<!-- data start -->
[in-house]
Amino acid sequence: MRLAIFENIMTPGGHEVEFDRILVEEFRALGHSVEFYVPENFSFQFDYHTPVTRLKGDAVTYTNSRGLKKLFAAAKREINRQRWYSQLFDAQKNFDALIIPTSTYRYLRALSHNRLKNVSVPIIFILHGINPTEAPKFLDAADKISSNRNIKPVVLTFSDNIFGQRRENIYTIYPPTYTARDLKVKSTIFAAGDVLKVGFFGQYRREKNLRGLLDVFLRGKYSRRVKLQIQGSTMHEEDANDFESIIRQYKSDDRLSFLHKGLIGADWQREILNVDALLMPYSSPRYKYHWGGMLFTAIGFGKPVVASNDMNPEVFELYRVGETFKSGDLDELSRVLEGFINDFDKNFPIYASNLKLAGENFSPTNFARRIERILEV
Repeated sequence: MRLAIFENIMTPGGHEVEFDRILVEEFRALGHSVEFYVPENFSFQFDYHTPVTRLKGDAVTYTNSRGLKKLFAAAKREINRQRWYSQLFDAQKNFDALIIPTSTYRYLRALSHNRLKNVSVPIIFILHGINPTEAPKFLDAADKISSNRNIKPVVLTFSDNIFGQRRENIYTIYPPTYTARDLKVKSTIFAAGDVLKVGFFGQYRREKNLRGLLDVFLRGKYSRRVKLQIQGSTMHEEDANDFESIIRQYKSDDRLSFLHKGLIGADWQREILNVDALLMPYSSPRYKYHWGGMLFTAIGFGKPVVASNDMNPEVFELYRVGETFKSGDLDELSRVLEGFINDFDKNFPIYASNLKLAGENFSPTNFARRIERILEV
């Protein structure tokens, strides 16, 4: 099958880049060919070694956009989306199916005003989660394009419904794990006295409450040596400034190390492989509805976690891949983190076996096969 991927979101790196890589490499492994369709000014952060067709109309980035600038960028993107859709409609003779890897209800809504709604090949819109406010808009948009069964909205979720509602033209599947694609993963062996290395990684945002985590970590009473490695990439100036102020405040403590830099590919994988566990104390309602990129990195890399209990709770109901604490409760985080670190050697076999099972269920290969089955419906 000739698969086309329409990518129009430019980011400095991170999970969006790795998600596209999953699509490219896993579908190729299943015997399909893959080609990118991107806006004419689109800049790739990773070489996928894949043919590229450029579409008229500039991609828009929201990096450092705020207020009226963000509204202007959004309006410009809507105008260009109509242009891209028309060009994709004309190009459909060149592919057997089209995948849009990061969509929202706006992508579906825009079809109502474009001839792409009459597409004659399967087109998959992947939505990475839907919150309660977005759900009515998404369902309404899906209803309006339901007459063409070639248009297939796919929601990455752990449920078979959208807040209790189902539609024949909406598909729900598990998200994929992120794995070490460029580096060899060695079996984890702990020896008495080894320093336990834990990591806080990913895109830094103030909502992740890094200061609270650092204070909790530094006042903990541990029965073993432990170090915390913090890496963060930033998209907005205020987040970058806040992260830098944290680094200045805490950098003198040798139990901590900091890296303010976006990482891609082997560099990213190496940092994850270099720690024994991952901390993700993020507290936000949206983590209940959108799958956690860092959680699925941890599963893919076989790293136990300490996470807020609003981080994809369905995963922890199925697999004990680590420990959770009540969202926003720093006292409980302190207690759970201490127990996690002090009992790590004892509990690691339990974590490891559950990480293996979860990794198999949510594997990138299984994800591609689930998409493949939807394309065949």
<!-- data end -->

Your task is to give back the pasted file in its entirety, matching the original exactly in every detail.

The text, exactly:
[in-house]
Amino acid sequence: MRLAIFENIMTPGGHEVEFDRILVEEFRALGHSVEFYVPENFSFQFDYHTPVTRLKGDAVTYTNSRGLKKLFAAAKREINRQRWYSQLFDAQKNFDALIIPTSTYRYLRALSHNRLKNVSVPIIFILHGINPTEAPKFLDAADKISSNRNIKPVVLTFSDNIFGQRRENIYTIYPPTYTARDLKVKSTIFAAGDVLKVGFFGQYRREKNLRGLLDVFLRGKYSRRVKLQIQGSTMHEEDANDFESIIRQYKSDDRLSFLHKGLIGADWQREILNVDALLMPYSSPRYKYHWGGMLFTAIGFGKPVVASNDMNPEVFELYRVGETFKSGDLDELSRVLEGFINDFDKNFPIYASNLKLAGENFSPTNFARRIERILEV
Repeated sequence: MRLAIFENIMTPGGHEVEFDRILVEEFRALGHSVEFYVPENFSFQFDYHTPVTRLKGDAVTYTNSRGLKKLFAAAKREINRQRWYSQLFDAQKNFDALIIPTSTYRYLRALSHNRLKNVSVPIIFILHGINPTEAPKFLDAADKISSNRNIKPVVLTFSDNIFGQRRENIYTIYPPTYTARDLKVKSTIFAAGDVLKVGFFGQYRREKNLRGLLDVFLRGKYSRRVKLQIQGSTMHEEDANDFESIIRQYKSDDRLSFLHKGLIGADWQREILNVDALLMPYSSPRYKYHWGGMLFTAIGFGKPVVASNDMNPEVFELYRVGETFKSGDLDELSRVLEGFINDFDKNFPIYASNLKLAGENFSPTNFARRIERILEV
């Protein structure tokens, strides 16, 4: 099958880049060919070694956009989306199916005003989660394009419904794990006295409450040596400034190390492989509805976690891949983190076996096969 991927979101790196890589490499492994369709000014952060067709109309980035600038960028993107859709409609003779890897209800809504709604090949819109406010808009948009069964909205979720509602033209599947694609993963062996290395990684945002985590970590009473490695990439100036102020405040403590830099590919994988566990104390309602990129990195890399209990709770109901604490409760985080670190050697076999099972269920290969089955419906 000739698969086309329409990518129009430019980011400095991170999970969006790795998600596209999953699509490219896993579908190729299943015997399909893959080609990118991107806006004419689109800049790739990773070489996928894949043919590229450029579409008229500039991609828009929201990096450092705020207020009226963000509204202007959004309006410009809507105008260009109509242009891209028309060009994709004309190009459909060149592919057997089209995948849009990061969509929202706006992508579906825009079809109502474009001839792409009459597409004659399967087109998959992947939505990475839907919150309660977005759900009515998404369902309404899906209803309006339901007459063409070639248009297939796919929601990455752990449920078979959208807040209790189902539609024949909406598909729900598990998200994929992120794995070490460029580096060899060695079996984890702990020896008495080894320093336990834990990591806080990913895109830094103030909502992740890094200061609270650092204070909790530094006042903990541990029965073993432990170090915390913090890496963060930033998209907005205020987040970058806040992260830098944290680094200045805490950098003198040798139990901590900091890296303010976006990482891609082997560099990213190496940092994850270099720690024994991952901390993700993020507290936000949206983590209940959108799958956690860092959680699925941890599963893919076989790293136990300490996470807020609003981080994809369905995963922890199925697999004990680590420990959770009540969202926003720093006292409980302190207690759970201490127990996690002090009992790590004892509990690691339990974590490891559950990480293996979860990794198999949510594997990138299984994800591609689930998409493949939807394309065949």